The healthcare industry continues to be a hotbed of innovation, with activity driven by telemedicine, real-time diagnostics, smart hospitals and access to digital therapies, and the growing importance of technologies such as artificial intelligence (AI), the internet of things (IoT), augmented reality (AR), robotics and data management practices. In the last three years alone, there have been over 106,000 patents filed and granted in the healthcare industry, according to GlobalData’s report on Artificial Intelligence in Healthcare: Non-invasive physiological monitoring.
However, not all innovations are equal and nor do they follow a constant upward trend. Instead, their evolution takes the form of an S-shaped curve that reflects their typical lifecycle from early emergence to accelerating adoption, before finally stabilising and reaching maturity.
Identifying where a particular innovation is on this journey, especially those that are in the emerging and accelerating stages, is essential for understanding their current level of adoption and the likely future trajectory and impact they will have.
200+ innovations will shape the healthcare industry
According to GlobalData’s Technology Foresights, which plots the S-curve for the healthcare industry using innovation intensity models built on over 443,000 patents, there are 200+ innovation areas that will shape the future of the industry.
Within the emerging innovation stage, drug delivery device security, microscopic image analysis models, and cellular imaging techniques are disruptive technologies that are in the early stages of application and should be tracked closely. Smart balloon catheters, automated immunoassay analysers, and AI-assisted magnetic resonance imaging (MRI) are some of the accelerating innovation areas, where adoption has been steadily increasing. Among maturing innovation areas are smart fitness training system and non-invasive physiological monitoring, which are now well established in the industry.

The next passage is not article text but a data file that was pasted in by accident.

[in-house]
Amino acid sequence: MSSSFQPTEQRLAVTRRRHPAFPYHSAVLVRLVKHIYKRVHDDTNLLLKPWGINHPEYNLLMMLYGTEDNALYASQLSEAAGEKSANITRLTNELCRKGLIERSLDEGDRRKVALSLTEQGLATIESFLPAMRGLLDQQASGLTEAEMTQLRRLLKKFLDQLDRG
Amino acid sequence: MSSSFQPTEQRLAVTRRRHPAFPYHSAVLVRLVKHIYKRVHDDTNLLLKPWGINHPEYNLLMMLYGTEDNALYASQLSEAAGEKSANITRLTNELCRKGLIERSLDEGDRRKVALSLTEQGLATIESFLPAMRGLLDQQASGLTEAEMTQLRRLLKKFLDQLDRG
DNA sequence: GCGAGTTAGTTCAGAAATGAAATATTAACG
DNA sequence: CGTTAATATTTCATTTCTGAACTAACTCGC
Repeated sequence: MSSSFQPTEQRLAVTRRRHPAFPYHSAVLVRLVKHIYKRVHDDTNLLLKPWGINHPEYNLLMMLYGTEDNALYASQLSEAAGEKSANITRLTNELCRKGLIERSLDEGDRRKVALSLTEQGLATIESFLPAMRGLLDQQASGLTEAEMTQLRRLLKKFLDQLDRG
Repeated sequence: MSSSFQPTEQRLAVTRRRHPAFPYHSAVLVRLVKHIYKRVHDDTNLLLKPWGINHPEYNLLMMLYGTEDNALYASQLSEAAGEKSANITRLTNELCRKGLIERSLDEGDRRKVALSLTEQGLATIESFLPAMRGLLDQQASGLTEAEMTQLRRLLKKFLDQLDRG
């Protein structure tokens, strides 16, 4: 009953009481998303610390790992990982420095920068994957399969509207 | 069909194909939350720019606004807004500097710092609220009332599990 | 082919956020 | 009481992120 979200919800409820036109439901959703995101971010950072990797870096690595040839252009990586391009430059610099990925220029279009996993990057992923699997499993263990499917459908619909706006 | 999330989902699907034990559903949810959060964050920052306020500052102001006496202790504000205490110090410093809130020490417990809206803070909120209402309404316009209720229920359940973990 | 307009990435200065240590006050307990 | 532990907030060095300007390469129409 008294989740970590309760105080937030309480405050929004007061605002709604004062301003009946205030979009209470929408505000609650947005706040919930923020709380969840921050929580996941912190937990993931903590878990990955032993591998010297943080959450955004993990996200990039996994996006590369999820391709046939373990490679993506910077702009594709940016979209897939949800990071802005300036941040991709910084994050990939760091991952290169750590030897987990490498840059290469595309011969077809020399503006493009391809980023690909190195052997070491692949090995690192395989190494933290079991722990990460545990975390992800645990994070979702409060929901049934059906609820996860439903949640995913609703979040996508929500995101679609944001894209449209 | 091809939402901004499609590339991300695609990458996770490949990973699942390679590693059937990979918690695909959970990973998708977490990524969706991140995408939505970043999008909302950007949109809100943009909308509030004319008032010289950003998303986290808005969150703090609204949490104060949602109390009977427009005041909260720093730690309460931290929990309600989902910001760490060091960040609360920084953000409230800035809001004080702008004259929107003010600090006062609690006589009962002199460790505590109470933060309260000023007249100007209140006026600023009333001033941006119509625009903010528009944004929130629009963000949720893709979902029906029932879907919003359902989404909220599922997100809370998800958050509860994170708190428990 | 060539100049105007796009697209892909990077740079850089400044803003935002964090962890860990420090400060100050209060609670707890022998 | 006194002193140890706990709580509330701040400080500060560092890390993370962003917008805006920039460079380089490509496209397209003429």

Innovation S-curve for artificial intelligence in the healthcare industry
Non-invasive physiological monitoring is a key innovation area in artificial intelligence
Non-invasive physiological monitoring involves utilising non-invasive equipment, like an external camera or a wristband, to track a person's heart rate, blood pressure, and stress levels. These gadgets enable remote alert generation to the concerned parties. In addition to offering a real-time check on a person's health, these gadgets have taken the place of the requirement for frequent monitoring of numerous body markers.
GlobalData’s analysis also uncovers the companies at the forefront of each innovation area and assesses the potential reach and impact of their patenting activity across different applications and geographies. According to GlobalData, there are 200+ companies, spanning technology vendors, established healthcare companies, and up-and-coming start-ups engaged in the development and application of non-invasive physiological monitoring.
Key players in non-invasive physiological monitoring – a disruptive innovation in the healthcare industry
‘Application diversity’ measures the number of different applications identified for each relevant patent and broadly splits companies into either ‘niche’ or ‘diversified’ innovators.
‘Geographic reach’ refers to the number of different countries each relevant patent is registered in and reflects the breadth of geographic application intended, ranging from ‘global’ to ‘local’.
Patent volumes related to non-invasive physiological monitoring
Source: GlobalData Patent Analytics
Koninklijke Philips is one of the leading patent filers in the field of non-invasive physiological monitoring. Some other key patent filers in the field include Heartflow and Siemens.
In terms of application diversity, Enlitic leads the pack, followed by Mallinckrodt and International Business Machines. By means of geographic reach, Becton Dickinson holds the top position, followed by Everist Genomics and Intuitive Surgical in second and third spots, respectively.
A developing diagnostic technique called non-invasive physiological monitoring has the potential to take the place of manual monitoring of bodily functions including blood pressure and heart rate. Artificial intelligence with cutting-edge physiological monitoring equipment would lessen the need for patient hospitalisations and ease the workload of healthcare staff.
To further understand how artificial intelligence is disrupting the healthcare industry, access GlobalData’s latest thematic research report on Artificial Intelligence (AI) in Healthcare.